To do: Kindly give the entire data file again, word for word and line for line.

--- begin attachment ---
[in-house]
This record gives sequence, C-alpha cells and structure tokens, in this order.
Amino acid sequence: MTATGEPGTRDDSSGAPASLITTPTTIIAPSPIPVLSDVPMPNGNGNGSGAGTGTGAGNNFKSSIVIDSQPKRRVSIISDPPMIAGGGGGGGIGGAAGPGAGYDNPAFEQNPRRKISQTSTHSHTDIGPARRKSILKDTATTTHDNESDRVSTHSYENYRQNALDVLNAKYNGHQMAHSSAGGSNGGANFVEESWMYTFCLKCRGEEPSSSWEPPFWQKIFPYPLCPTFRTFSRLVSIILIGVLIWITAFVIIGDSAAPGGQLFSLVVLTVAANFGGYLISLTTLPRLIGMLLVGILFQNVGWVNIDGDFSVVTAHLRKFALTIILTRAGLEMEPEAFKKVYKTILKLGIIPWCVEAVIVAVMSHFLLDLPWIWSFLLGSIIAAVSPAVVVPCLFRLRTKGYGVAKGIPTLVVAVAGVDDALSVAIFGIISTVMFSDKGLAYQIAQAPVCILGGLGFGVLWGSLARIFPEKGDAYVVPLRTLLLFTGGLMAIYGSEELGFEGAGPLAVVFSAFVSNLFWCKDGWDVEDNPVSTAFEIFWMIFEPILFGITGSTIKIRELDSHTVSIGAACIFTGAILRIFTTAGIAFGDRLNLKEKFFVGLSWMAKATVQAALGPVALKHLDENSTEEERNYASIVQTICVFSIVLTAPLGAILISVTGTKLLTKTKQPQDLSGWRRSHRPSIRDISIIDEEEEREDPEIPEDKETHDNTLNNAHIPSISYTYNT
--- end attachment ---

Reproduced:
[in-house]
This record gives sequence, C-alpha cells and structure tokens, in this order.
Amino acid sequence: MTATGEPGTRDDSSGAPASLITTPTTIIAPSPIPVLSDVPMPNGNGNGSGAGTGTGAGNNFKSSIVIDSQPKRRVSIISDPPMIAGGGGGGGIGGAAGPGAGYDNPAFEQNPRRKISQTSTHSHTDIGPARRKSILKDTATTTHDNESDRVSTHSYENYRQNALDVLNAKYNGHQMAHSSAGGSNGGANFVEESWMYTFCLKCRGEEPSSSWEPPFWQKIFPYPLCPTFRTFSRLVSIILIGVLIWITAFVIIGDSAAPGGQLFSLVVLTVAANFGGYLISLTTLPRLIGMLLVGILFQNVGWVNIDGDFSVVTAHLRKFALTIILTRAGLEMEPEAFKKVYKTILKLGIIPWCVEAVIVAVMSHFLLDLPWIWSFLLGSIIAAVSPAVVVPCLFRLRTKGYGVAKGIPTLVVAVAGVDDALSVAIFGIISTVMFSDKGLAYQIAQAPVCILGGLGFGVLWGSLARIFPEKGDAYVVPLRTLLLFTGGLMAIYGSEELGFEGAGPLAVVFSAFVSNLFWCKDGWDVEDNPVSTAFEIFWMIFEPILFGITGSTIKIRELDSHTVSIGAACIFTGAILRIFTTAGIAFGDRLNLKEKFFVGLSWMAKATVQAALGPVALKHLDENSTEEERNYASIVQTICVFSIVLTAPLGAILISVTGTKLLTKTKQPQDLSGWRRSHRPSIRDISIIDEEEEREDPEIPEDKETHDNTLNNAHIPSISYTYNT